While walking around Sydney’s Centennial Park over the weekend I was struck by a large brutish-looking bulldog wearing a disposable nappy. This bizarre sight was another insight into the economics of the exploding pet industry.
The rise of the pooch (and to a lesser extent the feline) as a growing profit stream isn’t new. But its extension into new product areas is staggering.
Under a new executive regime, vitamin wellness company Blackmores has called out two focus growth areas – people’s mental health and pet vitamin supplements.
And the latter could be a goldmine if Blackmores can put it off.
The “size of the prize” (the addressable market in Australia and Asia ) is $7.6 billion, according to Blackmores. It expects the pet business to deliver a compound annual growth rate of 9 per cent over the next four years to $100 million and the pet supplement business in China is expected to double over that period to reach $350 million.g
Of course the caveats for China growth are twofold. The first is that COVID doesn’t get in the way and the second is that diplomatic tensions between our two nations don’t extend to the imposition of trade restrictions on pet pills.
For Blackmores, making further inroads into pet health (and people’s mental wellness) are not the only two moves it is making. It is undertaking a board and asset refurbishment program – starting with the retirement from the board of its major shareholder Marcus Blackmore.
On Tuesday Blackmores announced the sale of its Global Therapeutics business for an enterprise value of $27 million – one it acquired in 2016 but is no longer considered ‘core’ and last year contributed about $3 million in net profit.
Blackmores’ sharper tilt towards mental wellbeing is understandable given the extent to which COVID has further highlighted a mental health pandemic. This focus (strangely) dovetails into the pet business given domestic animals are increasingly being recognised as positive for mental health.
But the pet division’s revenue drive relies on consumers being happy to spend, for example, $20 on wellness and vitality chews or $60 on puppy calm chews.
It’s a concept that would have been considered absurd 10 years ago by just about everyone. (As a child growing up in the country our pet labrador lived outside, was thrown a bone each day and foraged for his own ‘treats’.)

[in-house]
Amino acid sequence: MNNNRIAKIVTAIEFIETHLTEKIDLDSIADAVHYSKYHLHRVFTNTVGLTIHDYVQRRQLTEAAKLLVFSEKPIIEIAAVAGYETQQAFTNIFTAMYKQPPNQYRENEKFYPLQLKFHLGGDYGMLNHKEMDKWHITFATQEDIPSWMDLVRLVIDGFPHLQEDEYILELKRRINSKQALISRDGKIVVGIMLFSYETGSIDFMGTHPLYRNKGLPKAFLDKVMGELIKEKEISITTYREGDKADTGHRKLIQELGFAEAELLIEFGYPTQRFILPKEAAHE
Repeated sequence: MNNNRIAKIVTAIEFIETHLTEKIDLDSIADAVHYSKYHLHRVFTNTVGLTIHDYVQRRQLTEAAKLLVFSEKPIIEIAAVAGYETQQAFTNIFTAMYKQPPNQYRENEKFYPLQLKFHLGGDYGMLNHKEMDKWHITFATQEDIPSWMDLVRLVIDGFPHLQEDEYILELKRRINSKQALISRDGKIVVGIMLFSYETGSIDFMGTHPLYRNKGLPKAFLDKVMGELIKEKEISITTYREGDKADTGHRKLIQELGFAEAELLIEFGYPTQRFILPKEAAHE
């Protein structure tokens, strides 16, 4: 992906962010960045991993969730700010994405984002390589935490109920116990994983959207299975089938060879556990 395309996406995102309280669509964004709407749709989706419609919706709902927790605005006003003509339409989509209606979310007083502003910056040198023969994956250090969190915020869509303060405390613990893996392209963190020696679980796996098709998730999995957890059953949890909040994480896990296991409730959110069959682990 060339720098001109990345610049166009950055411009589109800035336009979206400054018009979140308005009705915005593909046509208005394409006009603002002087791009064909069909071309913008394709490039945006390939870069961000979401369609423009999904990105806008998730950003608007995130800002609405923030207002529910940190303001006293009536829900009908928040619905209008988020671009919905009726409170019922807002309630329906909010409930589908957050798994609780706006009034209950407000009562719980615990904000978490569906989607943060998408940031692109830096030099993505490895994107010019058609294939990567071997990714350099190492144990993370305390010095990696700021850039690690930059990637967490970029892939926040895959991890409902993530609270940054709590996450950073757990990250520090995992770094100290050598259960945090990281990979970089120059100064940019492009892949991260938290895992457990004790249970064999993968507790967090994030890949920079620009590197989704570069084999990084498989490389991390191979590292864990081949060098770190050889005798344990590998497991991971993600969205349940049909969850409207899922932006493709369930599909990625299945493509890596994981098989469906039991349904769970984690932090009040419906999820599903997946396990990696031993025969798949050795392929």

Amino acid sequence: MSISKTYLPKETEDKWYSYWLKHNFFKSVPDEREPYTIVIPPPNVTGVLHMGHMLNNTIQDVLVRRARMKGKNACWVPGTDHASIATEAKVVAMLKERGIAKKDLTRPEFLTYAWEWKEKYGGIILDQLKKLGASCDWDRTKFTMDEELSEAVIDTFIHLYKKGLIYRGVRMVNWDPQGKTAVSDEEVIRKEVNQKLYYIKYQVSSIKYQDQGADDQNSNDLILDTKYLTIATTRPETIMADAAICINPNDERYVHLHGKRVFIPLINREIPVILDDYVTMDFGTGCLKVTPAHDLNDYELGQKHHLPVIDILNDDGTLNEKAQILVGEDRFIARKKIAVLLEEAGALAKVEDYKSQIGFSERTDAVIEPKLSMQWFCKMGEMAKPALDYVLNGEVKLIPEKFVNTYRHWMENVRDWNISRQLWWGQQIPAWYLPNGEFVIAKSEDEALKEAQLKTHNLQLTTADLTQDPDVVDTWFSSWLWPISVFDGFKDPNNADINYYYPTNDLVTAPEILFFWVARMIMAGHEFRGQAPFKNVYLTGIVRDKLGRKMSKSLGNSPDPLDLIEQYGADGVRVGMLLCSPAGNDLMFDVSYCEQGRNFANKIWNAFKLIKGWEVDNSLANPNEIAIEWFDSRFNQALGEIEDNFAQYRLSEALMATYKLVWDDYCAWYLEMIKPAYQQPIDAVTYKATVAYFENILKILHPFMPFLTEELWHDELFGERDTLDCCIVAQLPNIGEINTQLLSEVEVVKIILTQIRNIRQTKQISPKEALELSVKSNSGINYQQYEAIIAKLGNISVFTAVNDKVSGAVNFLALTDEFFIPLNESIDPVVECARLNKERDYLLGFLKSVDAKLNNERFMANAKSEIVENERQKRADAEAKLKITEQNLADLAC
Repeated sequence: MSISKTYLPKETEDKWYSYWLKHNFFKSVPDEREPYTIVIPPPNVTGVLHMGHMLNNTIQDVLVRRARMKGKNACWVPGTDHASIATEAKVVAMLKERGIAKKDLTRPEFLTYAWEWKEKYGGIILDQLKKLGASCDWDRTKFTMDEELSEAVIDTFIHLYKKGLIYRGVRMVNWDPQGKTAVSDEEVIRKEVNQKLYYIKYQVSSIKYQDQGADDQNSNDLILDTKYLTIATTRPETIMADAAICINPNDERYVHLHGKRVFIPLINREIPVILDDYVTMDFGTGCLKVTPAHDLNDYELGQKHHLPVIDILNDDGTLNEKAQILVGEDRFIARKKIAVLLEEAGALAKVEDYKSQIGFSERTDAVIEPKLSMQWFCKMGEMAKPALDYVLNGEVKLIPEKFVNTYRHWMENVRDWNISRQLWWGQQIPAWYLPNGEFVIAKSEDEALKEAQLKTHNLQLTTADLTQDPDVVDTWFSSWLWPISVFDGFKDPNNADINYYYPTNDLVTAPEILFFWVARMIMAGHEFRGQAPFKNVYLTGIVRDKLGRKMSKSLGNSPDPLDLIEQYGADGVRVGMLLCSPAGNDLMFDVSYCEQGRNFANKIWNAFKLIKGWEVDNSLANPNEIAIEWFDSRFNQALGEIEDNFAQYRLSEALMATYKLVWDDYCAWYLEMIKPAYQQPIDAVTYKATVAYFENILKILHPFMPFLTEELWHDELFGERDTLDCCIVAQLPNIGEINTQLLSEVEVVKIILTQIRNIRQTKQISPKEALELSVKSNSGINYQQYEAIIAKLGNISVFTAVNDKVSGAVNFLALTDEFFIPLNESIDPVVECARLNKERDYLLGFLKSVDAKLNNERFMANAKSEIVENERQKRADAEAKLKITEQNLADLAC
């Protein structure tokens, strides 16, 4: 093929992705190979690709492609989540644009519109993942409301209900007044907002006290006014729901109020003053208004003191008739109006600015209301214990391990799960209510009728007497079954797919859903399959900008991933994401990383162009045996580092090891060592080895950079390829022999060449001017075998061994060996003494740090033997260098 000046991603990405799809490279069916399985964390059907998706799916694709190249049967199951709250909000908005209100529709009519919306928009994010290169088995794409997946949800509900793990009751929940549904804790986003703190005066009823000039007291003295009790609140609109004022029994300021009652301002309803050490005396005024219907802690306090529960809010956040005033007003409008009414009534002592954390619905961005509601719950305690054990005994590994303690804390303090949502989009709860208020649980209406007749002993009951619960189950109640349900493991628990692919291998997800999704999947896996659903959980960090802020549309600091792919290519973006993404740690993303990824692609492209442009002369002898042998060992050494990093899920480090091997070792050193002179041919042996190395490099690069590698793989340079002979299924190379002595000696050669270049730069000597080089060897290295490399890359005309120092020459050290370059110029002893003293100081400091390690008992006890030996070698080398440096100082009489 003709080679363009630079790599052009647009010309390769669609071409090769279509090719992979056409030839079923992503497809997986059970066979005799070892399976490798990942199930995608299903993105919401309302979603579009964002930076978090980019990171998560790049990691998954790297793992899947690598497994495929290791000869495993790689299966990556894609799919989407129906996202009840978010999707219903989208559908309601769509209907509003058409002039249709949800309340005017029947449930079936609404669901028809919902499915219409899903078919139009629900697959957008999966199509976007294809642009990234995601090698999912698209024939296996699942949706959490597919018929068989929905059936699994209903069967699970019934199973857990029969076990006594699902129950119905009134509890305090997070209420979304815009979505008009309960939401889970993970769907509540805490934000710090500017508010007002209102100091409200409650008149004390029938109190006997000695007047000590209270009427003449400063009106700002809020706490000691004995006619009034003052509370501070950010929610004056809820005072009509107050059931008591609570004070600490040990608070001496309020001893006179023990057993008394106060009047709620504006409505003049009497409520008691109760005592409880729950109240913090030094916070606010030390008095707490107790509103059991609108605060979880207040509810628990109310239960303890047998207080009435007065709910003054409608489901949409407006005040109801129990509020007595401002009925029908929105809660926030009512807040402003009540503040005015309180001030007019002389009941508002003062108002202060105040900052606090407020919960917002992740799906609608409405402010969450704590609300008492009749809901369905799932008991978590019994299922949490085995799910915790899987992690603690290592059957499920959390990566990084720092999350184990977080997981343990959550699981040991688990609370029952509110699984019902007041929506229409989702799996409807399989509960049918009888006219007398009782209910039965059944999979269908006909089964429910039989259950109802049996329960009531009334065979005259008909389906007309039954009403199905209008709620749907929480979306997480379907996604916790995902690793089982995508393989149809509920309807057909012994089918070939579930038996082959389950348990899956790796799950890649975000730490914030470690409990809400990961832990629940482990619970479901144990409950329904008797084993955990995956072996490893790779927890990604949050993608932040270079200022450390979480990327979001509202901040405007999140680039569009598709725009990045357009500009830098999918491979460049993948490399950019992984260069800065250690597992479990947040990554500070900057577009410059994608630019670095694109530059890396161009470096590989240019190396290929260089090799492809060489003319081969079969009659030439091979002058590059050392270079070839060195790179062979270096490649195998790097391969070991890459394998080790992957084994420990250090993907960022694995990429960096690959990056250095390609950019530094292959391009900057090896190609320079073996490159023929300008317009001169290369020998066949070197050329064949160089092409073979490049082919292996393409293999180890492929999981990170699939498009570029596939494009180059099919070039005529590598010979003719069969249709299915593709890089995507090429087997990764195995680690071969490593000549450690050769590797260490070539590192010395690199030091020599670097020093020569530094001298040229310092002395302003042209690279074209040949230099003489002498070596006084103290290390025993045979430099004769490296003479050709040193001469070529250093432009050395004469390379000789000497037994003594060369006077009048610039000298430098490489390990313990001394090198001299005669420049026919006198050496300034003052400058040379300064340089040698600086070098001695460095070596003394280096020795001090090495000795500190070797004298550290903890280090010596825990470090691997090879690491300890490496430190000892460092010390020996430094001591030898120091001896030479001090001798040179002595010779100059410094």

But the world has moved on and pets have become part of the family and with this the cost of pet products has become parallel-priced or often more expensive. A 2.5kg bag of dog chow at the local supermarket cost around $20 compared with, say, $24 for a 10 kg bag of rice (for human consumption).
The cost of dog treats is even more extreme. It’s hard to find even a small bag of kangaroo kibble for less than $5, but it’s easy to buy a KitKat or a packet of chips for half that amount.
A casual visit to my local doggy daycare centre will lighten the wallet by $66 per day and dog walking generally costs around $20 per day and $40 on weekends. (After picking up the dog from daycare the owner is provided with a report card on the puppy’s eating, its toilet breaks and whether it played well with others.)
Dogs that regularly frequent the same park now have BFFs, they have birthday parties along with dog cakes. The owners – who increasingly give their canines human names like Barbara and Kevin – are referred to as pet “parents” rather than owners.
The cost of our cocker spaniel’s hair cut sets us back $90 – more than twice that charged by the barber for my husband’s short back and sides. If you shop for pup’s clothes at ‘Dogue’ you can pay around $80 for a fetching Llama jumper.
I haven’t even touched on the really expensive aspects of pet ownership – the vet bills of which many are not covered by pet insurance.
(A couple of months ago the aforementioned cocker sniffed out a couple of panadol and a visit to the 24-hour vet hospital was a $1000 painful experience for the “parents” and dog.)
Thus the economics of supplying the pet market have improved to such a degree that it is not surprising Blackmores can excite investors with the prospect of tapping into the rich pooch profit vein.
Source: Thanks smh.com